So. Two countries. Each with a (proportionately) massive fortune in natural resources. In one country, the development of those resources was wholly managed by the state, and the profits were put back into the country. In the other, the exploitation of the resources was handled by corporations and the free market, and the profits went... where profits go.

And the point of this discussion?

Simple. I live in a large but isolated South Pacific country, with what is a rather marginal ecological structure. This particular country has truly enormous assets in the form of mineral deposits: iron, coal, aluminium, magnesium, copper, lead, tin, zinc, gold... you name it, we've got it.

Our Prime Minister has just suggested that we should tax the profits -- not the gross, mind you, but the profits -- of mining companies operating in this nation at 40%. Our Prime Minister seems to believe that the government of the country, and therefore the people of the country, and their inheritors, deserve a 40% share in the bonanza being reaped by the corporations currently getting fat on the natural wealth of this land.

For some reason, the mining companies don't like this idea. Well, fine. But oddly, there are a lot of otherwise sane and normal people who seem also to dislike this idea. And to me, that's just beyond bizarre.

Nauru versus Norway. I know where I'd rather live. And if the mining companies really don't like it -- why, they can fuck off out of my country completely, because it looks to me as though the Norwegians had it right.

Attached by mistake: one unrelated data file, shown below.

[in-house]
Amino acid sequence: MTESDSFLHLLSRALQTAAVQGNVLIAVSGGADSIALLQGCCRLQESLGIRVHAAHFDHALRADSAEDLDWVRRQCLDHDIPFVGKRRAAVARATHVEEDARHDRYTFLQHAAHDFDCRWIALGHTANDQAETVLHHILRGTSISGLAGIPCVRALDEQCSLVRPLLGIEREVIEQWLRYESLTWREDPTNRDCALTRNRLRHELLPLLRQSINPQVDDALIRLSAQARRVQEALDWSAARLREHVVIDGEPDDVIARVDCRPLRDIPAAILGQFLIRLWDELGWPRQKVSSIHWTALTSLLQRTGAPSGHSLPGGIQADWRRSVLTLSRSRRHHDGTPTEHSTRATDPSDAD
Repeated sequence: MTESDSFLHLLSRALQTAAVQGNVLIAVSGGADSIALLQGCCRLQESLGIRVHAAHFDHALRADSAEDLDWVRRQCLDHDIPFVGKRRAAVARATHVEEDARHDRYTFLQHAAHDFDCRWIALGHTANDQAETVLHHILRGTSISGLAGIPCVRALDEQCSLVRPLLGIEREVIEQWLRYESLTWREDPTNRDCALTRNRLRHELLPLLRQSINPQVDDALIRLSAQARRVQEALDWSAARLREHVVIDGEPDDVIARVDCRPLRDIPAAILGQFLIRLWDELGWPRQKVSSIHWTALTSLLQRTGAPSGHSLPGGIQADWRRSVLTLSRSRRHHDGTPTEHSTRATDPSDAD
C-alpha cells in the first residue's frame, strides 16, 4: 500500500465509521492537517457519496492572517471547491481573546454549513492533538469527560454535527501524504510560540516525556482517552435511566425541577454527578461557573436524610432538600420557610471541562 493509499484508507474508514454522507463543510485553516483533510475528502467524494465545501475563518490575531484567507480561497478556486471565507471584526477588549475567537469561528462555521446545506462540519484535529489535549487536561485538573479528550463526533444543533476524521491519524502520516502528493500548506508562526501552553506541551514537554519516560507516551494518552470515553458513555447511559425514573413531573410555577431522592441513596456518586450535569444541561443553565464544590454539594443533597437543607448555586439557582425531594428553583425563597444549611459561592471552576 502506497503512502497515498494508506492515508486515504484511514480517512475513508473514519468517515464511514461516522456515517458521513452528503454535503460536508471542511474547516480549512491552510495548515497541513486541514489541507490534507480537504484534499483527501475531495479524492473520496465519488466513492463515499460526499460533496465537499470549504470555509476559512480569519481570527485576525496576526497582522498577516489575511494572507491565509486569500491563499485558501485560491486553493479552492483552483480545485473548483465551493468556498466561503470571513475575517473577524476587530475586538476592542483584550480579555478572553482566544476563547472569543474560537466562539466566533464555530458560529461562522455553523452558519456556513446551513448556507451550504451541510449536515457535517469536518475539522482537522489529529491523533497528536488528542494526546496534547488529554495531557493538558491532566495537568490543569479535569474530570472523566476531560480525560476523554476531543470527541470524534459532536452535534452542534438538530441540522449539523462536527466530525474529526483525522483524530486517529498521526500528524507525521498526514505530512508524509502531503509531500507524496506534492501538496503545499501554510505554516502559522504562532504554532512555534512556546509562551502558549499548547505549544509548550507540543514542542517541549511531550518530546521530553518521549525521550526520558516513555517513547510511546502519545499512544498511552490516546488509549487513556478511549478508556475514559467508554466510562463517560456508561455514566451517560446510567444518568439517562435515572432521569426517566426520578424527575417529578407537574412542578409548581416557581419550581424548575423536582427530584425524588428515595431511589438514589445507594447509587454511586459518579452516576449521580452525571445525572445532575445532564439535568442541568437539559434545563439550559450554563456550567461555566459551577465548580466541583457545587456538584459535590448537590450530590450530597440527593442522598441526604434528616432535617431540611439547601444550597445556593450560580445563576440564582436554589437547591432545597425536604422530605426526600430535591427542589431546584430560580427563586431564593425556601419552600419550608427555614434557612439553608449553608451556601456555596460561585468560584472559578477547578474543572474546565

15 comments:

  1. Wow, a new and interesting perspective. Working in Finance, I see a particulat point of view. This is the first I've heard/read a perspective quite like this. Thank you, you've given me something to think about. Goes to show we've all got plenty to learn.

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  2. You will get no argument from me, Dirk. Leaning towards the Norwegian option seems - to me at least - like a complete no-brainer.

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  3. Socialist.

    I never new about Norway having a nationalised oil industry. Bet the right wing dead hand of the markets mavens hated that example being raised given how Norway measured on the liveability scales.

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  4. I'm not surprised you didn't know about the Norwegian oil industry. I mean - who owns the newspapers? You really think Uncle Rupert is going to make 'news' out of a highly successful and incredibly useful state-run industry?

    As far as I'm concerned, the lack of world awareness of Norway's success is an indicator that the Left isn't nearly as smart or as well-organised as it thinks. Because - well, yeah. When you put Norway and Nauru side by side, it's kind of hard to come to any conclusion but the glaringly obvious, no?

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  5. It only makes sense to me that a government runs the natural resources of the country they govern....as long as you don't get someone like Magabe doing the governing.

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  6. Thank you sir, well, put, reposting on my blog.

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  7. Dirk,ignoring for a moment the fact that norways slaughters whales, the issue of the soveriegn fund is very good and overall they've not made too many screw ups in managing it.

    It is an excellent idea and could be run in parrallel with the future fund (if that survives the next electoral cycle).

    The problem is that the Ruddbot does not intend to set up a similar fund and also is deeming anything over about 5.75% profit as being 'super'
    Also up north of here it's only the mining companies who've spent any money on infrastructure on regional development for most of the last 50 years....

    AS is usual for our current lords and masters they've had a good idea and created a crap policy decision.

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  8. Chaz: you're right. The mining companies have spent money on infrastructure that they and their employees use. And you're right. Ruddy boy's scheme isn't perfect.